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Environ Manage. 2015 Jan;55(1):43-55. doi: 10.1007/s00267-014-0362-3. Epub 2014 Sep 13.

Climate change and land management in the rangelands of central Oregon.

Author information

1
Department of Environmental Science and Management and Institute for Natural Resources, Portland State University, PO Box 751, Portland, OR, 97207-0751, USA, mkc3@pdx.edu.

Abstract

Climate change, along with exotic species, disturbances, and land use change, will likely have major impacts on sagebrush steppe ecosystems in the western U.S. over the next century. To effectively manage sagebrush steppe landscapes for long-term goals, managers need information about the interacting impacts of climate change, disturbances and land management on vegetation condition. Using a climate-informed state-and-transition model, we evaluated the potential impacts of climate change on rangeland condition in central Oregon and the effectiveness of multiple management strategies. Under three scenarios of climate change, we projected widespread shifts in potential vegetation types over the twenty-first century, with declining sagebrush steppe and expanding salt desert shrub likely by the end of the century. Many extreme fire years occurred under all climate change scenarios, triggering rapid vegetation shifts. Increasing wildfire under climate change resulted in expansion of exotic grasses but also decreased juniper encroachment relative to projections without climate change. Restoration treatments in warm-dry sagebrush steppe were ineffective in containing exotic grass, but juniper treatments in cool-moist sagebrush steppe substantially reduced the rate of juniper encroachment, particularly when prioritized early in the century. Overall, climate-related shifts dominated future vegetation patterns, making management for improved rangeland condition more difficult. Our approach allows researchers and managers to examine long-term trends and uncertainty in rangeland vegetation condition and test the effectiveness of alternative management actions under projected climate change.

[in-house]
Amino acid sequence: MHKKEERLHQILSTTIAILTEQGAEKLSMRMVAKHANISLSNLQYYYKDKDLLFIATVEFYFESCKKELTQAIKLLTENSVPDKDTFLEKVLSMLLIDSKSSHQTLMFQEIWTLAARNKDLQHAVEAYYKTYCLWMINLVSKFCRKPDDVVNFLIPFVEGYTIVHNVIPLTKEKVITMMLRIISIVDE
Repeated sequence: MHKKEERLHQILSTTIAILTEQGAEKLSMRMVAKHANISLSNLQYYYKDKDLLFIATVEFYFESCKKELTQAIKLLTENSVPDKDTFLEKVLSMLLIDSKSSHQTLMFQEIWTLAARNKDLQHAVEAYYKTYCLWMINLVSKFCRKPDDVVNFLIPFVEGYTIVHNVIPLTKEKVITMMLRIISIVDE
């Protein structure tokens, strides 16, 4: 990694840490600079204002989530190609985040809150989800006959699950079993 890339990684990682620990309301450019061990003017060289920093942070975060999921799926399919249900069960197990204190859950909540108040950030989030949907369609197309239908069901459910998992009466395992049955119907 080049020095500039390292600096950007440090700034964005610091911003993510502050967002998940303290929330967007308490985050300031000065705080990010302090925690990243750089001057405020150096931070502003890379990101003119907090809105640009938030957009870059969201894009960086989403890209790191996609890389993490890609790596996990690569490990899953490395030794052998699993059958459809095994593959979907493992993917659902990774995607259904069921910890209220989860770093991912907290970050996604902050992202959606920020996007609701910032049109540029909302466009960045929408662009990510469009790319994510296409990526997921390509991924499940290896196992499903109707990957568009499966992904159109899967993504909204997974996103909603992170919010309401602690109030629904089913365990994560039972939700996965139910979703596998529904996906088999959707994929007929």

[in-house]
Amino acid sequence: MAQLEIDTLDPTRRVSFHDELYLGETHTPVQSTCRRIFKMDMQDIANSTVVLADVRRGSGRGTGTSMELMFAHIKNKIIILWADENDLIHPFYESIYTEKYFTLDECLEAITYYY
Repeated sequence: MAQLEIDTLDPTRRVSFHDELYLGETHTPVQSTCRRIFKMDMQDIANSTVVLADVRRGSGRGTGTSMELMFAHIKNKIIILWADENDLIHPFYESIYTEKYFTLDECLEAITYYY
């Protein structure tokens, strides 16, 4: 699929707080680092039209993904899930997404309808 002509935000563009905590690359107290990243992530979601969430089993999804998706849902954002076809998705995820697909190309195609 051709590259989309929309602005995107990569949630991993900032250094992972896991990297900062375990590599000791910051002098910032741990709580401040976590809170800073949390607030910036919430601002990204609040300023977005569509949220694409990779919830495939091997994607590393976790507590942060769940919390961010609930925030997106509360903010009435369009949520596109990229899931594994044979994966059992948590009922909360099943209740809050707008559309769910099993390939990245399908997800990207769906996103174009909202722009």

PMID:
25216989
DOI:
10.1007/s00267-014-0362-3
[Indexed for MEDLINE]

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